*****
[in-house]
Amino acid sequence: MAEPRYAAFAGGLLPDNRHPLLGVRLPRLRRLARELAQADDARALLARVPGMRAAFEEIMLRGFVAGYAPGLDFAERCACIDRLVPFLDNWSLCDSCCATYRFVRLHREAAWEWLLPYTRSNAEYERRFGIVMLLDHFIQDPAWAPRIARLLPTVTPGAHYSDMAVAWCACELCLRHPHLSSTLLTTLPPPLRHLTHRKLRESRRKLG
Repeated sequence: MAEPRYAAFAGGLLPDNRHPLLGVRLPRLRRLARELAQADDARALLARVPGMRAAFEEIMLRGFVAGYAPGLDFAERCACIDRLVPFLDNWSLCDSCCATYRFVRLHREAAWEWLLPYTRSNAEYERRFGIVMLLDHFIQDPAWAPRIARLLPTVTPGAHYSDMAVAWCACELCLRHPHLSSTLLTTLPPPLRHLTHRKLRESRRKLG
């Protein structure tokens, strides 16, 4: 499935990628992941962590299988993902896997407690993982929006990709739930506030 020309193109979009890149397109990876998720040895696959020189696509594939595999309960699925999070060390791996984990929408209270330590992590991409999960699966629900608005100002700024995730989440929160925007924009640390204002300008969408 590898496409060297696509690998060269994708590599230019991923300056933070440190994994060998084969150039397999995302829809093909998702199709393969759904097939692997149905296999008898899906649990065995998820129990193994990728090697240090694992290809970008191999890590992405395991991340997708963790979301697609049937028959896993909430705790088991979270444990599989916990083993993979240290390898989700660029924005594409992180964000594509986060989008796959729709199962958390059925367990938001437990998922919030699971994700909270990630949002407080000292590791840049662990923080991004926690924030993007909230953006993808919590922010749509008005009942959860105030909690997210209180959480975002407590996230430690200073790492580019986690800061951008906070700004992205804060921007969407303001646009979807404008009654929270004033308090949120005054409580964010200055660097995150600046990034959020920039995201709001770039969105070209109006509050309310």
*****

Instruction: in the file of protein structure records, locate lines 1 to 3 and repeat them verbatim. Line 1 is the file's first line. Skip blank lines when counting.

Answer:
[in-house]
Amino acid sequence: MAEPRYAAFAGGLLPDNRHPLLGVRLPRLRRLARELAQADDARALLARVPGMRAAFEEIMLRGFVAGYAPGLDFAERCACIDRLVPFLDNWSLCDSCCATYRFVRLHREAAWEWLLPYTRSNAEYERRFGIVMLLDHFIQDPAWAPRIARLLPTVTPGAHYSDMAVAWCACELCLRHPHLSSTLLTTLPPPLRHLTHRKLRESRRKLG
Repeated sequence: MAEPRYAAFAGGLLPDNRHPLLGVRLPRLRRLARELAQADDARALLARVPGMRAAFEEIMLRGFVAGYAPGLDFAERCACIDRLVPFLDNWSLCDSCCATYRFVRLHREAAWEWLLPYTRSNAEYERRFGIVMLLDHFIQDPAWAPRIARLLPTVTPGAHYSDMAVAWCACELCLRHPHLSSTLLTTLPPPLRHLTHRKLRESRRKLG